OED and The Climate Connection: Greenhouse classes

OED and The Climate Connection: Greenhouse classes

The Climate Connection (#TheClimateConnection) is a new podcast series from the British Council which explores the relationship between the climate crisis and language education. In partnership with Oxford University Press, and featuring a selection of our Oxford English Dictionary editors, the podcast explores the origins of climate-related language, in both English and other languages.


In the fifth episode of the series, OED Editor Rosamund Ions discusses the short history of the term carbon footprint.

Our first evidence for carbon footprint comes from the late 1990s, but it seems to have been popularized around 2005 in a public relations campaign run, ironically, by the oil giant BP. In it, they acknowledged that it was an unfamiliar term: “What on earth is a carbon footprint?” they asked, before going on to provide a definition, and then inviting individuals to calculate their individual or household impact.

Source: Financial Times 10 Nov. 2005 p. 7, via Gale Primary Sources

Some parts of the campaign use text laid out in the shape of a footprint (or more accurately a shoe- or boot-print) to reinforce the metaphor, and perhaps to give the problem a human dimension, or, it might be argued, to deflect it from big corporations on to individuals. Greenwash or not, it seems to have captured the public imagination, because we see the same metaphor occurring in many other languages, for instance Spanish huella de carbono, French empreinte carbone, Italian impronta di carbonio, German KohlenstoffFußabdruck (or CO2-Fußabdruck). 

Source: Financial Times 17 Nov. 2005 p. 7, via Gale Primary Sources

“We find that in the late 20th century this use of carbon starts to become very productive. For example we get carbon emissions, carbon sink, carbon offsetting, carbon tax, carbon-neutral , etc.  And while a lot of compounds like carbon footprint have to do with defining the problems underlying climate change, increasingly we’re seeing coinages referring to possible solutions, for example we’re monitoring terms for new technologies such as carbon capture and carbon scrubbing. Carbon footprint uses another device to convey more meaning in a concise way, because carbon is being used to stand for something like ‘carbon dioxide and other GHGs’, which doesn’t lend itself easily to forming compounds.”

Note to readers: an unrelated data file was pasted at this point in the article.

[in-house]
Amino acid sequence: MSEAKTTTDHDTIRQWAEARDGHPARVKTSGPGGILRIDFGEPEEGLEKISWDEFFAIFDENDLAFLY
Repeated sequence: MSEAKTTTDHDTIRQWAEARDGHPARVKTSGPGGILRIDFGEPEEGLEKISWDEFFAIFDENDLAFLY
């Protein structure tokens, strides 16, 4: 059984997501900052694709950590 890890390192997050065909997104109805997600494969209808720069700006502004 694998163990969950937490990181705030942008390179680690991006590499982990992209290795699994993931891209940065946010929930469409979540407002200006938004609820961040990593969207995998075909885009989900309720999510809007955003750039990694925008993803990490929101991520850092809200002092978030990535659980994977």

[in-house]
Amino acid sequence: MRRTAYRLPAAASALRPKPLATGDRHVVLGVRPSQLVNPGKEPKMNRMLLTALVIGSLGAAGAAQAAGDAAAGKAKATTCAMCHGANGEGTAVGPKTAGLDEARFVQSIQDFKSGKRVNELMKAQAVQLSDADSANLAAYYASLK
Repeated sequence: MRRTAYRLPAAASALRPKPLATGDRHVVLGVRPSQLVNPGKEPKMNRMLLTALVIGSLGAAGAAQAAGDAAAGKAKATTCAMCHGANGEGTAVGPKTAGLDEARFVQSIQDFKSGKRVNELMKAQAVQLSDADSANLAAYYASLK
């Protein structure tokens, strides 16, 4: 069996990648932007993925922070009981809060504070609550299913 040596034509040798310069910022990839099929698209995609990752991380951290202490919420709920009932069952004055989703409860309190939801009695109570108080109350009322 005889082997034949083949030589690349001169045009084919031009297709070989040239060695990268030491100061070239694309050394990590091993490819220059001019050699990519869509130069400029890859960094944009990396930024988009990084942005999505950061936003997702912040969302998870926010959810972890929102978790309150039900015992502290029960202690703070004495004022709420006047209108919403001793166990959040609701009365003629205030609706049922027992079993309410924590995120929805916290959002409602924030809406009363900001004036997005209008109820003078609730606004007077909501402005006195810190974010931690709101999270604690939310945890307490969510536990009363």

Rosamund Ions, OED Editor

Head to the full podcast to find out more about climate related words that have entered the OED, including carbon footprint and ecological footprint, as well as those that are on our watch-list, such as carbon capture, carbon scrubbing, land footprint, and plastic footprint.

You can listen and subscribe to the podcast in the following ways:

Subscribe wherever you get your podcasts – just search for ‘The Climate Connection’ and subscribe, or paste the RSS feed URL into your podcast platform: https://feeds.captivate.fm/the-climate-connection

Listen on Spotify: http://spoti.fi/3vUC3xp

Listen on Apple: http://apple.co/3eEss8p

Listen on Google: https://bit.ly/3y4gAUG

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For more on climate change research from Oxford University Press, Oxford Open Climate Change is a broad reaching interdisciplinary journal that aims to cover all aspects of climate change, including its impacts on nature and society, as well as solutions to the problem and their wider implications.


The opinions and other information contained in the OED blog posts and comments do not necessarily reflect the opinions or positions of Oxford University Press.

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